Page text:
by Julia Conley

An under-the-radar report by U.S. President Joe Biden’s National Infrastructure Advisory Council should not go unnoticed, said the national watchdog Food & Water Watch on August 31, as buried in the document is a call for the privatization of U.S. water systems, which progressive lawmakers and civil society groups have long opposed.

On page 15 of the 38-page report, the advisory council said the federal government should “remove barriers to privatization, concessions, and other nontraditional models of funding community water systems in conjunction with each state’s development of best practice.”

Food & Water Watch (FWW) suggested that the recommendation goes hand in hand with the panel chairmanship of Adebayo Ogunlesi, who is the chairman and CEO of Global Infrastructure Partners (GIP).


GIP is “an infrastructure investment bank with an estimated $100 billion in assets under management that targets energy, transportation, digital, and water infrastructure,” said FWW, making the takeover of public water and wastewater utilities by a private corporation—often under the guise of improving aging systems and lowering costs—financially beneficial for the bank.

Water pipe engineering, watering transport system in iron duct pipes.

Mary Grant, Public Water for All campaign director at FWW, called the recommendation “a terrible idea.”

“President Biden should have never appointed an investment banker to chair an advisory council for the nation’s infrastructure,” said Grant. “Wall Street wants to take control of the nation’s public water systems to wring profits from communities that are already struggling with unaffordable water bills and toxic water.”

FWW has analyzed water privatization schemes for years, finding that they it often leave communities “with higher water bills, worse service, job losses, and little control to fix these problems.”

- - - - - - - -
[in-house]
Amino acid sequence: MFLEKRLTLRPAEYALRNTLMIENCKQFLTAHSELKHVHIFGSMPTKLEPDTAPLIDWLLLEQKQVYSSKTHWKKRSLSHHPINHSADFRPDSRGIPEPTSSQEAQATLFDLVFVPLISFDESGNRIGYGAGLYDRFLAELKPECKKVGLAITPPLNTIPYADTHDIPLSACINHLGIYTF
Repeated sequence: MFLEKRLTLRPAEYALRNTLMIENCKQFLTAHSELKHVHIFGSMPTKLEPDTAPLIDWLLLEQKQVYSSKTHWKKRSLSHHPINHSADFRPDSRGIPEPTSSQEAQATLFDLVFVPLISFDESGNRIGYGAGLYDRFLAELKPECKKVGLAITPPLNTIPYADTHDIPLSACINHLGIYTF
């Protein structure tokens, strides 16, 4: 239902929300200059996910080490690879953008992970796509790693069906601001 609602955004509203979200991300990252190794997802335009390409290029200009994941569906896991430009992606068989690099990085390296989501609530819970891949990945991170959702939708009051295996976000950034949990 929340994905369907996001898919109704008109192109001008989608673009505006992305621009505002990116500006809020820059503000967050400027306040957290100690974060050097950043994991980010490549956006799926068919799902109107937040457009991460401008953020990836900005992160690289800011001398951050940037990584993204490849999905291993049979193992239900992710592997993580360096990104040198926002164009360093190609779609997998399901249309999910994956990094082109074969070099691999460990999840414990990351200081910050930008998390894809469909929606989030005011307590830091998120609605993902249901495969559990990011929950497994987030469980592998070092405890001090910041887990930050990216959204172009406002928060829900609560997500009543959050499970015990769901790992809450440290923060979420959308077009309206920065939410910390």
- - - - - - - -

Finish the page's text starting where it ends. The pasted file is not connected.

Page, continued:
A 2018 report by the group titled America’s Secret Water Crisis found that out of 11 privatized water utilities across the U.S., all but one refused to provide data about shutoffs for nonpayment. The group’s 2011 brief Water = Life showed that low-income households are disproportionately affected by water price hikes by private owners, as privatization turns a resource recognized by the United Nations as an “essential human right” into a commodity.

“Privatization would deepen the nation’s water crises, leading to higher water bills and less accountable and transparent services,” said Grant. “Privately owned water systems charge 59 percent more than local government systems, and private ownership is the single largest factor associated with higher water bills—more than aging infrastructure or drought.”

Grant noted that the Bipartisan Infrastructure Law passed in 2021 was “a step forward” as it invested $55 billion to expand water infrastructure, but pointed out that “it provided only about seven percent of the identified needs of our water systems.”

“Instead of relying on Wall Street advisers, President Biden should support policies that will truly help communities by asking Congress to pass the Water Affordability, Transparency, Equity, and Reliability (WATER) Act (H.R. 1729, S. 938),” she added.

Introduced in 2021 by Reps. Ro Khanna (D-Calif.) and Brenda Lawrence (D-Mich.) in the U.S. House and Sen. Bernie Sanders (I-Vt.) in the Senate, the WATER Act would expand funding to small, rural, and Indigenous communities; create a water trust fund; fund projects to eliminate per- and polyfluoroalkyl substances, or PFAS, contamination; and require the Environmental Protection Agency to analyze water affordability, shutoffs, and civil rights violations by water utilities, among other steps to improve public water access.

“The WATER Act,” said Grant, “would fully restore the federal commitment to safe water by providing a permanent source of federal funding at the level that our water and wastewater systems need to ensure safe, clean, and affordable public water for all.”